|Year : 2017 | Volume
| Issue : 2 | Page : 416-423
A comparative study on the level of satisfaction among regular and contractual health-care workers in a Northern city of India
Jyoti Dixit1, Sonu Goel2, Vijaylakshmi Sharma1
1 Centre for Public Health (U.I.E.A.S.T.), Panjab University, Chandigarh, India
2 Department of Community Medicine and School of Public Health, PGIMER, Chandigarh, India
|Date of Web Publication||7-Dec-2017|
Dr. Sonu Goel
School of Public Health, PGIMER, Chandigarh - 160 012
Source of Support: None, Conflict of Interest: None
Introduction: Job satisfaction greatly determines the productivity and efficiency of human resources for health. The current study aims to assess the level of satisfaction and factors influencing the job satisfaction among regular and contractual health-care workers. Materials and Methods: A cross-sectional quantitative study was conducted from January to June 2015 among health care workers (n = 354) at all levels of public health-care facilities of Chandigarh. The correlation between variables with overall level of satisfaction was computed for regular and contractual health-care workers. Stepwise multiple linear regression was done to elucidate the major factors influencing job satisfaction. Results: Majority of the regular health-care staff was highly satisfied (86.9%) as compared to contractual staff (10.5%), which however was moderately satisfied (55.9%). Stepwise regression model showed that work-related matters (β = 1.370, P < 0.01), organizational facilities (β = 1.586, P < 0.01), privileges attached to the job (β = 0.530, P < 0.01), attention to the suggestions (β = 0.515, P < 0.01), chance of promotion (β = 0.703, P < 0.01), and human resource issues (β = 1.0721, P < 0.01) are strong predictors of overall satisfaction level. Conclusion: Under the National Rural Health Mission, contract appointments have improved the overall availability of health-care staff at all levels of public health facilities. However, there are concerns regarding their level of motivation with various aspects related to the job, which need to be urgently addressed so as to improve the effectiveness and efficiency of health services.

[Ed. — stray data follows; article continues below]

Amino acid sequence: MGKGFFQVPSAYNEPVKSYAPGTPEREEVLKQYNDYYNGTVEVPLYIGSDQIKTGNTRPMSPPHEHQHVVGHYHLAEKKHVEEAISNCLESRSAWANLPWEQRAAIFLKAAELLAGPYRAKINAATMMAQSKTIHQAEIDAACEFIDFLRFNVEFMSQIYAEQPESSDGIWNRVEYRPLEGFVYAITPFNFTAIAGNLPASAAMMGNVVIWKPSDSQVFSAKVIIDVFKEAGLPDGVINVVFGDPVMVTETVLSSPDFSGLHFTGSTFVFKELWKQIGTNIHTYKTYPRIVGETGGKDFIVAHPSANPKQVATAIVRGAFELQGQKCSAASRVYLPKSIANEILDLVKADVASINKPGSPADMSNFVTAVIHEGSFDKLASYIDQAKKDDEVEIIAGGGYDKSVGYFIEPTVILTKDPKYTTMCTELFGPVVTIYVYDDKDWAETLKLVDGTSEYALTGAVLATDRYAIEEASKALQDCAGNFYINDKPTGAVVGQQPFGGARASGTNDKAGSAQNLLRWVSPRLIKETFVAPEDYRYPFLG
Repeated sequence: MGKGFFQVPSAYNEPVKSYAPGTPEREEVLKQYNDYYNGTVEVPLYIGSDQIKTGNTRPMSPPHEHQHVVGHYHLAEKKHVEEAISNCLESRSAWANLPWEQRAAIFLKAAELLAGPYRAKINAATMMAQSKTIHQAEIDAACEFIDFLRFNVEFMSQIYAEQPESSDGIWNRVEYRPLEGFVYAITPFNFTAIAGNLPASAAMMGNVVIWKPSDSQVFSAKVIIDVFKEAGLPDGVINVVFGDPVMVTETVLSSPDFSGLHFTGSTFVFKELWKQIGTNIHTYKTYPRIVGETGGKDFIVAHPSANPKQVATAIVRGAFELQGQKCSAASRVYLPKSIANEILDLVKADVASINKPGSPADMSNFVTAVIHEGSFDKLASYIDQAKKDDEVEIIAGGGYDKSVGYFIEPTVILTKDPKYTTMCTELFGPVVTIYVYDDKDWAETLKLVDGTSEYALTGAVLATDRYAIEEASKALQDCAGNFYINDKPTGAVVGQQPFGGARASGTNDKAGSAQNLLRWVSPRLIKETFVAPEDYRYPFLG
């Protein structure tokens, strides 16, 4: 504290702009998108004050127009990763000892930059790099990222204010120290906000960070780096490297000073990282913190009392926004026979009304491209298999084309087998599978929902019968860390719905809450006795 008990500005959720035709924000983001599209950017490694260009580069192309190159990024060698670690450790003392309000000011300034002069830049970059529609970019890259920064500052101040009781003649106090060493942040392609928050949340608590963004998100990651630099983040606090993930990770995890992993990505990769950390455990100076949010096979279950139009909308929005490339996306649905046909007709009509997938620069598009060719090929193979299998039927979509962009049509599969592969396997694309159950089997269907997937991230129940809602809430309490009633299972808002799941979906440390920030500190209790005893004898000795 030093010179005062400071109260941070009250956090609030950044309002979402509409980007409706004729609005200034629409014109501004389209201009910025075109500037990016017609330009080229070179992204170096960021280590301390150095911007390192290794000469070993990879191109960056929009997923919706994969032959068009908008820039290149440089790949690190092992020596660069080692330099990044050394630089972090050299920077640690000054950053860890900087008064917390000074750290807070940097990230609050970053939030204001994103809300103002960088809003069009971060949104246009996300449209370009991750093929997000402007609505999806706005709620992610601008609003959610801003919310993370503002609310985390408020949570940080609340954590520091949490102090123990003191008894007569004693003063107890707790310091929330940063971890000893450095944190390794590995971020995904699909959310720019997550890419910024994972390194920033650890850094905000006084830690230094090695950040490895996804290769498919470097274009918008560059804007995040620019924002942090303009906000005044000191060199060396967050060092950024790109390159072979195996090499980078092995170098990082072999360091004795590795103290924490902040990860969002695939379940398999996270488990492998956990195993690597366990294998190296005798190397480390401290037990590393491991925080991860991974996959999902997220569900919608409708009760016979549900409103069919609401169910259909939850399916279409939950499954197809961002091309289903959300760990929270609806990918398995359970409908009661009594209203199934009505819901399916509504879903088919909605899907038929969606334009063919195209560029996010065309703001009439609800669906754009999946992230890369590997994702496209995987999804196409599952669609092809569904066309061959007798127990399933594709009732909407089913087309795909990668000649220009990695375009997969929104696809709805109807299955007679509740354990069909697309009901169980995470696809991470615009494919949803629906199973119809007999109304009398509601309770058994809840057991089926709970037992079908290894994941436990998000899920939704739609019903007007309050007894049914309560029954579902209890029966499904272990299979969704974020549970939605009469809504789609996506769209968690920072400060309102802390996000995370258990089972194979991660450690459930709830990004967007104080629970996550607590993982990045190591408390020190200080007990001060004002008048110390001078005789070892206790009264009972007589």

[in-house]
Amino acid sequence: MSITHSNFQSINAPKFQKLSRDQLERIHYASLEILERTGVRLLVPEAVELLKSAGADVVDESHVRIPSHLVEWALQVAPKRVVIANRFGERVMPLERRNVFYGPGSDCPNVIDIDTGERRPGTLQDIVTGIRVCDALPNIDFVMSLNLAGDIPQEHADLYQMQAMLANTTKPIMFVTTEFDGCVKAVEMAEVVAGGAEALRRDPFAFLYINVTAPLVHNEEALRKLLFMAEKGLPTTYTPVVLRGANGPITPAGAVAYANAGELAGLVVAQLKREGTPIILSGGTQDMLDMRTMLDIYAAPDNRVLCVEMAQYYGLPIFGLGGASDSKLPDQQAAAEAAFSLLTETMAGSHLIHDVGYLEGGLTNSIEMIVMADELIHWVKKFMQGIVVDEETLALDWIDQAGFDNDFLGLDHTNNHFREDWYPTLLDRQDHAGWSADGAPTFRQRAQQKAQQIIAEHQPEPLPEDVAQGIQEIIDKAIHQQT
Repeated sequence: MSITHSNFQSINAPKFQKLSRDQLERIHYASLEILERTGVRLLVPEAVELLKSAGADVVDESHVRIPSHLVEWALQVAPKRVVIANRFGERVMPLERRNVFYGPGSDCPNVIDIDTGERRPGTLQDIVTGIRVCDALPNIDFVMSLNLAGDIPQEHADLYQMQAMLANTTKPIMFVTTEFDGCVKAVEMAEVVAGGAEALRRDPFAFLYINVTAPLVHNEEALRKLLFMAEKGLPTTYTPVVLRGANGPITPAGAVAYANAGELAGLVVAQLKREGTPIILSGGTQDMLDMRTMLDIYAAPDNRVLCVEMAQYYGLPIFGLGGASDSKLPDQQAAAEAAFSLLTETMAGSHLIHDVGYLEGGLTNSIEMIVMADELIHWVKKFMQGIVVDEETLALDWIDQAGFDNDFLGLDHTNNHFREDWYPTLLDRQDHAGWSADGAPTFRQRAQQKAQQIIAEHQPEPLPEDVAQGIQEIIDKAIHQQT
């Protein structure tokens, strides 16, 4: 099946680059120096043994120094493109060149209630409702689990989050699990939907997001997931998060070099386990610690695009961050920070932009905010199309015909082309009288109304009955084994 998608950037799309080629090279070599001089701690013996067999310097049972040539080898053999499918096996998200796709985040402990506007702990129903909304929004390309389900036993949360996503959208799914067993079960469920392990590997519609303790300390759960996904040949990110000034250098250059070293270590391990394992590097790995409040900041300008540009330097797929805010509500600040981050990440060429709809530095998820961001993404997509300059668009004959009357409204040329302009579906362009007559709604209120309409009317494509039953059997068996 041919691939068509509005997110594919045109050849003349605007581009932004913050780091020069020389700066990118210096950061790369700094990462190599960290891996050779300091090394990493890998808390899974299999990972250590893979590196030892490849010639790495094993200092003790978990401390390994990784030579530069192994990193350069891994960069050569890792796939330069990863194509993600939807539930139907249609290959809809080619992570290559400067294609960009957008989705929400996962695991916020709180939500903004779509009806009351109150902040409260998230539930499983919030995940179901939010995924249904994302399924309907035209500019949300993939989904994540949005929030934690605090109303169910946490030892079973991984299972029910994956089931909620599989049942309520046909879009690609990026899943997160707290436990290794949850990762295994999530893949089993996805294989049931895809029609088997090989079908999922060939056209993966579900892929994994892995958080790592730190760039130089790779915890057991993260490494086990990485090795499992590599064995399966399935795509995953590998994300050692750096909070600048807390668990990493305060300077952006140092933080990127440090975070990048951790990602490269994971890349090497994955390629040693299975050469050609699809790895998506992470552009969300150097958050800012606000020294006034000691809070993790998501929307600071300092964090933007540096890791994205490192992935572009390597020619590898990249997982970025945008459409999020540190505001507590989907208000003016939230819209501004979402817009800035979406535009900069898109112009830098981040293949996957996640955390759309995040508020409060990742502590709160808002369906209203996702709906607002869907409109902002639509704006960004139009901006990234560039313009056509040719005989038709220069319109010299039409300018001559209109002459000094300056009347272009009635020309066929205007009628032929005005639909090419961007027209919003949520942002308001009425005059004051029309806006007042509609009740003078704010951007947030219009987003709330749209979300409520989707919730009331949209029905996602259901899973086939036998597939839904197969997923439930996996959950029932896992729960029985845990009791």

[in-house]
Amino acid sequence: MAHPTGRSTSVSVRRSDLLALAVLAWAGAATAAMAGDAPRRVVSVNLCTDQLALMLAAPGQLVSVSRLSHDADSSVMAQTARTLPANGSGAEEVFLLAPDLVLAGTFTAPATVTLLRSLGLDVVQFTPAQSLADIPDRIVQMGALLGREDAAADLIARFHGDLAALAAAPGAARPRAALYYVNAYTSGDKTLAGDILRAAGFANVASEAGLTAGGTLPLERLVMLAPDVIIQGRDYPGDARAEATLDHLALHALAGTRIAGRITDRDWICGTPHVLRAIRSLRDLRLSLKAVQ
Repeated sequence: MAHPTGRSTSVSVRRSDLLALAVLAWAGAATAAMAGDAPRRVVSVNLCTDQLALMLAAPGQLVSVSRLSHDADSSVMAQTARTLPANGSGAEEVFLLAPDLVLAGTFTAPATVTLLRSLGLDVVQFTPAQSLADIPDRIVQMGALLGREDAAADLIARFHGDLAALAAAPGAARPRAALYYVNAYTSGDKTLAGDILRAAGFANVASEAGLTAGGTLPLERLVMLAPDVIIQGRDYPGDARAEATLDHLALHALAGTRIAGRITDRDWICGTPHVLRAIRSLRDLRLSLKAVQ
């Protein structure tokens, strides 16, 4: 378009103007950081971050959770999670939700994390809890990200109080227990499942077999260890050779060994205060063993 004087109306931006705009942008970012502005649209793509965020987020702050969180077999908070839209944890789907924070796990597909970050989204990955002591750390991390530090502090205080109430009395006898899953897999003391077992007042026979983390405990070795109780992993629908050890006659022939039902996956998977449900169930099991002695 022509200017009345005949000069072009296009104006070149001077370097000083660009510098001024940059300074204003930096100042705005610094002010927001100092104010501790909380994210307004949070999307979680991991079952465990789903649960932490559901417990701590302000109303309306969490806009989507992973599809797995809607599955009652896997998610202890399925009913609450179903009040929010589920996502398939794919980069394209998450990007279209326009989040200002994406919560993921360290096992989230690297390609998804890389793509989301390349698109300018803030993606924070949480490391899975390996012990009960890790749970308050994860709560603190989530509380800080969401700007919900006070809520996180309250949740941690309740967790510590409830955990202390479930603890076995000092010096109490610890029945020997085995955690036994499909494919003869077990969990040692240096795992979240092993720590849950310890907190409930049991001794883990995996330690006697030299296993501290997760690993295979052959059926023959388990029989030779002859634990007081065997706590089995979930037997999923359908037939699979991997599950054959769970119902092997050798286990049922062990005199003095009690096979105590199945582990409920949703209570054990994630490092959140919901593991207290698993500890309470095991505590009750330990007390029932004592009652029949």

Keywords: Health-care workers, job satisfaction, primary health center, subcenter
|How to cite this article:|
Dixit J, Goel S, Sharma V. A comparative study on the level of satisfaction among regular and contractual health-care workers in a Northern city of India. J Family Med Prim Care 2017;6:416-23
|How to cite this URL:|
Dixit J, Goel S, Sharma V. A comparative study on the level of satisfaction among regular and contractual health-care workers in a Northern city of India. J Family Med Prim Care [serial online] 2017 [cited 2019 Jul 16];6:416-23. Available from: http://www.jfmpc.com/text.asp?2017/6/2/416/220008
| Introduction|| |